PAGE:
Finance, Business & Investing Articles

Measuring Competence – By Samuel Phineas Upham

By Samuel Phineas Upham

In their paper “Measuring Competence” Rebecca Henderson and Iain Cockburn are trying to measure and compare competence and have selected the pharmaceutical R&D sector to accomplish their goal. They selected this area because they can measure a wide range of available proxies — such as patent awards and drug tests — and because pharmaceutical companies keep large and accurate records. The authors believe that other researchers have not been as accurate enough to measure, test, and compare competence in this field, and they are frustrated by this. Since they have selected an industry that should be relatively easy to measure, they have set out to conduct an extremely careful and thorough experiment. Because of this they spend a great deal of the essay on explaining their methods and research.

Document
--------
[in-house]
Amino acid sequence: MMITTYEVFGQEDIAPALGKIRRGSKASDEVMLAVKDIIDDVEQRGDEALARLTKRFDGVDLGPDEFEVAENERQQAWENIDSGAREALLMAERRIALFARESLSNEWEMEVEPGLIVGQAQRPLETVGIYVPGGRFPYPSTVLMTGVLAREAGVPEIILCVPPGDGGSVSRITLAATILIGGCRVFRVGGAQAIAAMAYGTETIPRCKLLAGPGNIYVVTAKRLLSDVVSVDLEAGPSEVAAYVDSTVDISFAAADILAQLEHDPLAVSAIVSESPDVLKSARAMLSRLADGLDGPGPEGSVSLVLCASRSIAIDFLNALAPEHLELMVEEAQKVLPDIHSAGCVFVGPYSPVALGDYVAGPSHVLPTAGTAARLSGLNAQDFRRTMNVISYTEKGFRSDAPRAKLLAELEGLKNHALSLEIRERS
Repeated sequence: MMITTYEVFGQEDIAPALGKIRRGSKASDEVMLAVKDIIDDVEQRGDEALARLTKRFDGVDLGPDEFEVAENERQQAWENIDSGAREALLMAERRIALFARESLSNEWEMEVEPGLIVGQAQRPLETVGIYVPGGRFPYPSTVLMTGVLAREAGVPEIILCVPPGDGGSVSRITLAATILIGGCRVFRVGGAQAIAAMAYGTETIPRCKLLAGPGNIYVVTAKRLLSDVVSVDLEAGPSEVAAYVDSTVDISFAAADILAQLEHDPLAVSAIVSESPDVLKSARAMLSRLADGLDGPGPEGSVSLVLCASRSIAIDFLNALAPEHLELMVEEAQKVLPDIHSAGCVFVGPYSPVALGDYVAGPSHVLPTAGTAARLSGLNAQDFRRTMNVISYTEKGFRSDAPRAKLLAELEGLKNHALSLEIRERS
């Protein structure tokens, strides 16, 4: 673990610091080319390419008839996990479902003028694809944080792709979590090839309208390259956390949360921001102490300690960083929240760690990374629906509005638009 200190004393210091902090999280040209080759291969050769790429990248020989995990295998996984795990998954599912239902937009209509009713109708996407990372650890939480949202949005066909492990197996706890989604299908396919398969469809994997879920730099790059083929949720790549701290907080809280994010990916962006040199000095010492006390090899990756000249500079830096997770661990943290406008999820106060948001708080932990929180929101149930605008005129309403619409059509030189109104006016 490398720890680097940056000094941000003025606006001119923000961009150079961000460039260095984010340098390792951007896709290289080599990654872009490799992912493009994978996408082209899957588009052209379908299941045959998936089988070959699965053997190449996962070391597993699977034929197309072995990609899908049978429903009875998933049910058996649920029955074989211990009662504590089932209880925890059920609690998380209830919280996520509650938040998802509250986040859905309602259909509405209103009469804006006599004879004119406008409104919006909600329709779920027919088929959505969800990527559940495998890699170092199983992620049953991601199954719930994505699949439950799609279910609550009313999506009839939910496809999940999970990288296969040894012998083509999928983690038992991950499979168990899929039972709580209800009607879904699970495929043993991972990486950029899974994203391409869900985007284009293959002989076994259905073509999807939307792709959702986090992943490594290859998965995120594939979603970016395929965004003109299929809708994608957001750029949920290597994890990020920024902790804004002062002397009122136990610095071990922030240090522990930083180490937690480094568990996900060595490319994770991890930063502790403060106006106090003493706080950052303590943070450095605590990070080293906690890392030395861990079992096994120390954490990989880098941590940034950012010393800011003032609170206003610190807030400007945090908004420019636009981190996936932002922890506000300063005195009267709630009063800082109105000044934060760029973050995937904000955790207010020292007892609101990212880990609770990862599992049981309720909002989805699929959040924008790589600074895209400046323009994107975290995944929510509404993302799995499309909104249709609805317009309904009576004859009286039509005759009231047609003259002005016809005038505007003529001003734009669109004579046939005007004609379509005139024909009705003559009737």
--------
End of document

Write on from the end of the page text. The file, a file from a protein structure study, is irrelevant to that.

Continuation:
Henderson and Cockburn begin the essay by laying out several hypothetical developments. According to the authors, competence must be “heterogeneously distributed within an industry; it must be impossible to buy or sell in the available factor markets at less than its true marginal value; it must be difficult or costly to replicate.” (64) They also differentiate between component competence and architectural competence. Henderson and Cockburn define component competence as the problem solving skills developed by companies, and architectural competence as the ability to pool and utilize resources to create new skills. The authors attempt to discover the resultant fall-outs under each type of competence based on their understanding and literature. The authors are supposing that competence can not only be measured, but also defined as a part of one metric of success.

Although this is a fair hypothesis, I wonder if competencies can play a part in determining the type of success one achieves rather than the actual amount. In this case, each company would have the opportunity to pursue different roads and therefore produce results that do not overlap with other companies. This route would be more valuable compared to the one in which every firm pursues the same path with homogenous capabilities.

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